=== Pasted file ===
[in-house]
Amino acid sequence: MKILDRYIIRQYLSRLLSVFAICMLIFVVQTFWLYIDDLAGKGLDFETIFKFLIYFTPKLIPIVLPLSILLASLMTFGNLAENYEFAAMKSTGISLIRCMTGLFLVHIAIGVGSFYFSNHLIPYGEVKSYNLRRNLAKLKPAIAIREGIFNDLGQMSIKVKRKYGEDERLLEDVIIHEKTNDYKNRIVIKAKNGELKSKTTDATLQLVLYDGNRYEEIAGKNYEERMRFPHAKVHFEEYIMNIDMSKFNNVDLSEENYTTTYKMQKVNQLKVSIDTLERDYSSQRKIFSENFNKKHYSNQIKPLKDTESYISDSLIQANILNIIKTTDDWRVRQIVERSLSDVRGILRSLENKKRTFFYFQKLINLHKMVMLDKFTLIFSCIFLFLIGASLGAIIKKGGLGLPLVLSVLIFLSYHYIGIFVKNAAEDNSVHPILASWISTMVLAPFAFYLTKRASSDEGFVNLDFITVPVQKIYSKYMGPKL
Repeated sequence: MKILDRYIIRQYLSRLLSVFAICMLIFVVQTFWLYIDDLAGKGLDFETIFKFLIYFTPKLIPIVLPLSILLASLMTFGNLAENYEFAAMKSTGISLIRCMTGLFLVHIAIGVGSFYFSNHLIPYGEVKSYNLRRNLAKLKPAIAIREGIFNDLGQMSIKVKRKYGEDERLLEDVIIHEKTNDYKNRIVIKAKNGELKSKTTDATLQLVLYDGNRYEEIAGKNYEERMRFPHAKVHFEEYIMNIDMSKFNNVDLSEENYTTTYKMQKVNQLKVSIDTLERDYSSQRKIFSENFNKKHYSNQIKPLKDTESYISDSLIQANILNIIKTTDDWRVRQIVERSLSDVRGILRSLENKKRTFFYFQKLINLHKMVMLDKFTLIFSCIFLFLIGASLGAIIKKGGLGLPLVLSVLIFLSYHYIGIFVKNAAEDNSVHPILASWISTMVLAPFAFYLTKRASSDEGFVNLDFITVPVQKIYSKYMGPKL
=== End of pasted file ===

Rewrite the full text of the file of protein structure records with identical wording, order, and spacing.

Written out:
[in-house]
Amino acid sequence: MKILDRYIIRQYLSRLLSVFAICMLIFVVQTFWLYIDDLAGKGLDFETIFKFLIYFTPKLIPIVLPLSILLASLMTFGNLAENYEFAAMKSTGISLIRCMTGLFLVHIAIGVGSFYFSNHLIPYGEVKSYNLRRNLAKLKPAIAIREGIFNDLGQMSIKVKRKYGEDERLLEDVIIHEKTNDYKNRIVIKAKNGELKSKTTDATLQLVLYDGNRYEEIAGKNYEERMRFPHAKVHFEEYIMNIDMSKFNNVDLSEENYTTTYKMQKVNQLKVSIDTLERDYSSQRKIFSENFNKKHYSNQIKPLKDTESYISDSLIQANILNIIKTTDDWRVRQIVERSLSDVRGILRSLENKKRTFFYFQKLINLHKMVMLDKFTLIFSCIFLFLIGASLGAIIKKGGLGLPLVLSVLIFLSYHYIGIFVKNAAEDNSVHPILASWISTMVLAPFAFYLTKRASSDEGFVNLDFITVPVQKIYSKYMGPKL
Repeated sequence: MKILDRYIIRQYLSRLLSVFAICMLIFVVQTFWLYIDDLAGKGLDFETIFKFLIYFTPKLIPIVLPLSILLASLMTFGNLAENYEFAAMKSTGISLIRCMTGLFLVHIAIGVGSFYFSNHLIPYGEVKSYNLRRNLAKLKPAIAIREGIFNDLGQMSIKVKRKYGEDERLLEDVIIHEKTNDYKNRIVIKAKNGELKSKTTDATLQLVLYDGNRYEEIAGKNYEERMRFPHAKVHFEEYIMNIDMSKFNNVDLSEENYTTTYKMQKVNQLKVSIDTLERDYSSQRKIFSENFNKKHYSNQIKPLKDTESYISDSLIQANILNIIKTTDDWRVRQIVERSLSDVRGILRSLENKKRTFFYFQKLINLHKMVMLDKFTLIFSCIFLFLIGASLGAIIKKGGLGLPLVLSVLIFLSYHYIGIFVKNAAEDNSVHPILASWISTMVLAPFAFYLTKRASSDEGFVNLDFITVPVQKIYSKYMGPKL